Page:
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Can we use 8255A (programmable peripheral interface) as a 24 bit input or 24 bit output? we know there are 3 ports PORT A,B and C each of 8 bits. How they can be used as 24 bits I/O ports?

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    \$\begingroup\$ Have you tried reading the data sheet? \$\endgroup\$ – WhatRoughBeast May 3 '16 at 16:26
  • \$\begingroup\$ 8255 of the 8085 family circa 1980 or earlier. Is it really worth a question? \$\endgroup\$ – StainlessSteelRat May 3 '16 at 16:54
  • \$\begingroup\$ @StainlessSteelRat We seem to get 8085 questions from time to time (if you search for 8085, you will get around 100 results). Seems somewhere there are EE course(s) (such as this one that haven't upgraded their material and/or lab equipment for 30 years. \$\endgroup\$ – tcrosley May 3 '16 at 17:04
  • \$\begingroup\$ My comment was with respect to 24 bits. For me, it is not a logical question. It is not reasonable to expect a device with 40 pins to have 24 bit ports. \$\endgroup\$ – StainlessSteelRat May 3 '16 at 17:14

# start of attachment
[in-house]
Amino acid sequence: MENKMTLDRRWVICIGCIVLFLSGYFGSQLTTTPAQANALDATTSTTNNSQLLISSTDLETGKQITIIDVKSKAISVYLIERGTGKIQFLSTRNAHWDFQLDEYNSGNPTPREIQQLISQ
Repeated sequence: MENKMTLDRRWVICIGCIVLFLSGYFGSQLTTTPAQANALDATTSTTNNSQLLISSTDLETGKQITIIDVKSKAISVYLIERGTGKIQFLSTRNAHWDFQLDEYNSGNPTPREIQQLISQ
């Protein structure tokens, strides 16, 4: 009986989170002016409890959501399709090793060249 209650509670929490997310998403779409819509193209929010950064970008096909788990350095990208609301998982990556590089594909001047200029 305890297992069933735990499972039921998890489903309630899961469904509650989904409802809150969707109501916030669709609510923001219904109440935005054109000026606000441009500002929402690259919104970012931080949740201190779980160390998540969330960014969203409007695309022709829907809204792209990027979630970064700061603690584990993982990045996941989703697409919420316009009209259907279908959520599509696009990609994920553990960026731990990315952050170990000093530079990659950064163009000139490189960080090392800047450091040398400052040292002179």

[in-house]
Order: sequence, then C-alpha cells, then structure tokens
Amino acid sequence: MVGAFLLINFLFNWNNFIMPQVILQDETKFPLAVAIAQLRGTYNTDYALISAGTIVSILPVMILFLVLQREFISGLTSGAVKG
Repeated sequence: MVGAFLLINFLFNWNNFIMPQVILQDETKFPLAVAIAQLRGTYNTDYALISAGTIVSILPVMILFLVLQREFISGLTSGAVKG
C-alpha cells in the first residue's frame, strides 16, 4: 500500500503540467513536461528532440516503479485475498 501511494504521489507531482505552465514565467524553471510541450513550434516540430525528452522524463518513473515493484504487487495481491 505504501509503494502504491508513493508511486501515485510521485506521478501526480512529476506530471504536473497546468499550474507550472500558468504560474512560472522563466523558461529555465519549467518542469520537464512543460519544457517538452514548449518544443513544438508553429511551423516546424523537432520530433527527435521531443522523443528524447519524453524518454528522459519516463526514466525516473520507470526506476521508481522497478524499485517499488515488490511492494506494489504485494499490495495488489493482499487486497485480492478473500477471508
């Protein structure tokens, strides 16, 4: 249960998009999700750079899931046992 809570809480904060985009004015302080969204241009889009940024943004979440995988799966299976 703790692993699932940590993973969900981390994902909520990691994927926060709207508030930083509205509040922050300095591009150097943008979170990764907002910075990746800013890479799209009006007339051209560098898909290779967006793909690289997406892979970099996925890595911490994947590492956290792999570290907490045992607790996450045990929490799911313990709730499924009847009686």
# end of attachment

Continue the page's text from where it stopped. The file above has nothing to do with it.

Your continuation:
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You cannot address all 24 bits at the same time (e.g. a 24-bit data bus). Only one of the eight-bit three ports (A, B, C) an be addressed at a time. This is done using address bits A0 and A1. The data bus of the 8255 is only 8-bits wide (D0 through D7).

A1 A0
-----
 0  0  Port A
 0  1  Port B
 1  0  Port C
 1  1  control register

The control register determines whether the bits in the various register are used as input or output or handshaking.

enter image description here

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  • \$\begingroup\$ if the source sends 32 bits data at a time, is there any way to receive it by slicing into 8 bits into the ports? @tcrosley \$\endgroup\$ – user6149854 May 3 '16 at 16:58
  • \$\begingroup\$ That would take some external circuitry, with some sort of two-bit counter to sequence the A0-A1 leads. \$\endgroup\$ – tcrosley May 3 '16 at 17:02
  • \$\begingroup\$ can you please give the detailed circuit? @tcrosley \$\endgroup\$ – user6149854 May 3 '16 at 17:06
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    \$\begingroup\$ @user6149854 Is this for homework? In any case, we are not a circuit design service (that's something I do for a living). It doesn't make any sense to build something like this, since the first step would be to latch all 24 data bits into a set of 24 latches so they could be read out 8 bits at a time -- which in that case the 8255 would be completely redundant. \$\endgroup\$ – tcrosley May 3 '16 at 17:14

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